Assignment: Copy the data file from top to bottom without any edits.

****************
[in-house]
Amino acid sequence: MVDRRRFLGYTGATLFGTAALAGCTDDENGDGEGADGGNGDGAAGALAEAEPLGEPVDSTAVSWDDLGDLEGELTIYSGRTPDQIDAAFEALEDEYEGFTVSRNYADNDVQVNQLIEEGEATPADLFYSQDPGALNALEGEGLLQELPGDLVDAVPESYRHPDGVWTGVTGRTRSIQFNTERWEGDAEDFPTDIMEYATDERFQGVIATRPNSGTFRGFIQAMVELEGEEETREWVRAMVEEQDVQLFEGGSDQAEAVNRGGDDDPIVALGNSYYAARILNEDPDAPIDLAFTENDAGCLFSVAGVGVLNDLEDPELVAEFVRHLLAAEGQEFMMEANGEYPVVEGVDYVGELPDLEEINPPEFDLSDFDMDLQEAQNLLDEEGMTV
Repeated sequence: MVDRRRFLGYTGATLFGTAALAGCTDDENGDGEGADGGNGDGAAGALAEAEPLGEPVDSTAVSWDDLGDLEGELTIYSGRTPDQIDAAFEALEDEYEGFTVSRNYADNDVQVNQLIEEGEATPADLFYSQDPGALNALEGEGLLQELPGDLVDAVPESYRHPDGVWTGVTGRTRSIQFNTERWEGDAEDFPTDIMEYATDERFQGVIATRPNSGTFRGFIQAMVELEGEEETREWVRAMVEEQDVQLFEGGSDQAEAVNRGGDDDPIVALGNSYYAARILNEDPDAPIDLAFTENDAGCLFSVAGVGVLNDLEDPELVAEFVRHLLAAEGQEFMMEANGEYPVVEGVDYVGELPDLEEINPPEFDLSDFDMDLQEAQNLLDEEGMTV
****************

[in-house]
Amino acid sequence: MVDRRRFLGYTGATLFGTAALAGCTDDENGDGEGADGGNGDGAAGALAEAEPLGEPVDSTAVSWDDLGDLEGELTIYSGRTPDQIDAAFEALEDEYEGFTVSRNYADNDVQVNQLIEEGEATPADLFYSQDPGALNALEGEGLLQELPGDLVDAVPESYRHPDGVWTGVTGRTRSIQFNTERWEGDAEDFPTDIMEYATDERFQGVIATRPNSGTFRGFIQAMVELEGEEETREWVRAMVEEQDVQLFEGGSDQAEAVNRGGDDDPIVALGNSYYAARILNEDPDAPIDLAFTENDAGCLFSVAGVGVLNDLEDPELVAEFVRHLLAAEGQEFMMEANGEYPVVEGVDYVGELPDLEEINPPEFDLSDFDMDLQEAQNLLDEEGMTV
Repeated sequence: MVDRRRFLGYTGATLFGTAALAGCTDDENGDGEGADGGNGDGAAGALAEAEPLGEPVDSTAVSWDDLGDLEGELTIYSGRTPDQIDAAFEALEDEYEGFTVSRNYADNDVQVNQLIEEGEATPADLFYSQDPGALNALEGEGLLQELPGDLVDAVPESYRHPDGVWTGVTGRTRSIQFNTERWEGDAEDFPTDIMEYATDERFQGVIATRPNSGTFRGFIQAMVELEGEEETREWVRAMVEEQDVQLFEGGSDQAEAVNRGGDDDPIVALGNSYYAARILNEDPDAPIDLAFTENDAGCLFSVAGVGVLNDLEDPELVAEFVRHLLAAEGQEFMMEANGEYPVVEGVDYVGELPDLEEINPPEFDLSDFDMDLQEAQNLLDEEGMTV